In an email to The Daily, a MDHHS spokesperson said there are five confirmed cases of the B.1.1.7 variant and additional suspected cases connected to the athletics department, as of Sunday at noon. It is unclear how many of the 14 official cases confirmed Wednesday by the county health department are connected to the outbreak in the athletic department.
The release notes county and University officials collaborated closely on the order with the “full support” of the University. Rob Ernest, associate vice president for Student Life and director of the University Health Service, said the recommendation is intended to give the University a better understanding of the extent of the B.1.1.7 variant on campus and contain additional spread.
The variant takes longer to identify through the COVID-19 testing process, the release said. University spokesperson Rick Fitzgerald told The Daily last week that the University is sequencing all positive COVID-19 samples taken from campus to test for the variant.
Susan Ringler-Cerniglia, public information officer for the Washtenaw County Health Department, told The Daily Tuesday that WCHD is not sure whether the clusters of the variant in the athletic department are the only variant cases in the area.
“I think with the actions that have already been recommended, we’re hoping we can slow and really control this variant cluster,” Ringler-Cerniglia said. “And at the same time, we’re trying to figure out if that is possible or if the variant is already more widespread.”
According to the COVID-19 dashboard, the University had a positivity rate of 1.3% during the week of Jan. 24. In the last 14 days, 337 individuals tested by the University have tested positive.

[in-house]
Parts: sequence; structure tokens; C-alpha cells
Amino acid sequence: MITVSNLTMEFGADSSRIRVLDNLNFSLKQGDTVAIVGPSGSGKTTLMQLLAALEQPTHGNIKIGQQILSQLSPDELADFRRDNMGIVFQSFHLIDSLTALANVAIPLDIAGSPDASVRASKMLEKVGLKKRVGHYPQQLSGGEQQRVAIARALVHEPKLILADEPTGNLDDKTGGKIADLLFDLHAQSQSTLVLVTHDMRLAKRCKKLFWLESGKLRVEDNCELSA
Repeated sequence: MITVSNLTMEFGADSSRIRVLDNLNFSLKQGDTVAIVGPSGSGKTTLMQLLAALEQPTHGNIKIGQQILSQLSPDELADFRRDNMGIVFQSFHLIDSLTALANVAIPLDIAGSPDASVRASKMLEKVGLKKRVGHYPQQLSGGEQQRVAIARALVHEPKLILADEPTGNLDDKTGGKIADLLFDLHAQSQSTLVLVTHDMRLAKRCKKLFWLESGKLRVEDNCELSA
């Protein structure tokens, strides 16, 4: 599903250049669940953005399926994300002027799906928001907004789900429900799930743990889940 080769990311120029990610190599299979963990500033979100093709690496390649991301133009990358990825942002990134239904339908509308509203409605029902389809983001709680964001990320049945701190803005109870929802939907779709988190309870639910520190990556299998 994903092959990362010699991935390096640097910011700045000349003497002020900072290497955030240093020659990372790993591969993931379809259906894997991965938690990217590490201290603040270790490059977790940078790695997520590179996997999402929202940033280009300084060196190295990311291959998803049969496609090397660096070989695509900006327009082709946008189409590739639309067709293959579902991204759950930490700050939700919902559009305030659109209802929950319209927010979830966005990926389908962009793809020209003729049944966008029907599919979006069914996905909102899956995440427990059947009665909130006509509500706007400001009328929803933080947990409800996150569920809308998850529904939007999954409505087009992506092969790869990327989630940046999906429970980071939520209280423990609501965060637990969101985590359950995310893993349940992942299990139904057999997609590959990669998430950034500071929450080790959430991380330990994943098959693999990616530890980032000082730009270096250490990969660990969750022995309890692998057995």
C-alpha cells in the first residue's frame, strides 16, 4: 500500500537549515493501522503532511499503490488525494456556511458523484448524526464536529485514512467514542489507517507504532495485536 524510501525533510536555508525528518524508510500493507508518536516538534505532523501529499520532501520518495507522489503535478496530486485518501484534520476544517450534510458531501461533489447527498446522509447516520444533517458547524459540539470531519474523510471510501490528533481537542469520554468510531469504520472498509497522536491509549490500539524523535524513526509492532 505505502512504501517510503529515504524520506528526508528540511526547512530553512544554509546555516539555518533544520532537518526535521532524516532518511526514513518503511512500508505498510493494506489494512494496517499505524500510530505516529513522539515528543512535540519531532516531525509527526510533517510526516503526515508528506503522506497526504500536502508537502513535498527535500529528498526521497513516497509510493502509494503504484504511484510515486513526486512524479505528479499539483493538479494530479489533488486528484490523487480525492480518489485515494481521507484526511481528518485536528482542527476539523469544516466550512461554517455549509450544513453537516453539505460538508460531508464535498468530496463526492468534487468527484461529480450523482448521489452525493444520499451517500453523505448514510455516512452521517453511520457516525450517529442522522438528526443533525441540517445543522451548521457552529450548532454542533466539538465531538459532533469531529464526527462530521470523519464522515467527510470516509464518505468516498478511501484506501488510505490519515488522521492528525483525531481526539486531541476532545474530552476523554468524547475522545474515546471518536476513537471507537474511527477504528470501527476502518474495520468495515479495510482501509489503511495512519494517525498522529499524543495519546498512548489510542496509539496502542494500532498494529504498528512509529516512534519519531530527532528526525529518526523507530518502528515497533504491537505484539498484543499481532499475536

Joneigh Khaldun, the state of Michigan’s chief medical executive and chief deputy director for MDHHS, said at a Monday press conference diagnosed cases of the B.1.1.7 variant continue to grow across the state.
“There are likely more cases that we have not yet identified, and there’s possibly a spread of the variant that is happening right now,” Khaldun said.
The WCHD announced a recommendation Saturday for any individual who visited Meijer on Ann Arbor Saline Road. from 9:00 to 10:00 a.m. on Jan. 17 and Briarwood Mall, 100 Briarwood Circle, from 1:00 to 2:00 p.m. on Jan. 17 to immediately get a COVID-19 test, due to possible exposure to the B.1.1.7 variant.
The new variant is believed to be more contagious than the original COVID-19 virus that has been circulating in the United States since early 2020. The higher rate of transmission could increase the number of hospitalizations and deaths resulting from the virus if it spreads widely in Michigan.
Dr. Anthony Fauci, director of the National Institute of Allergy and Infectious Diseases, said Monday that the variant is likely more deadly, citing a new report from the U.K. government’s science advisory group.
The Centers for Disease Control and Prevention has warned that it could become the dominant strain in the United States by March, leading to a potential surge in COVID-19 cases in the spring.
University President Mark Schlissel told The Daily last week COVID-19 mitigation efforts would be more challenging with the new strain.
“The methods to prevent transmissions are the same — social distancing, masks, avoiding large groups, spending time outdoors when the weather allows, wasting hands more frequently, those kinds of things — and I think if we can remain vigilant about those things a very high percentage of the time, I think the campus will do okay despite the presence of this more transmissible strain,” Schlissel said. “If we let our guard down, more people will get infected if the strain is around.”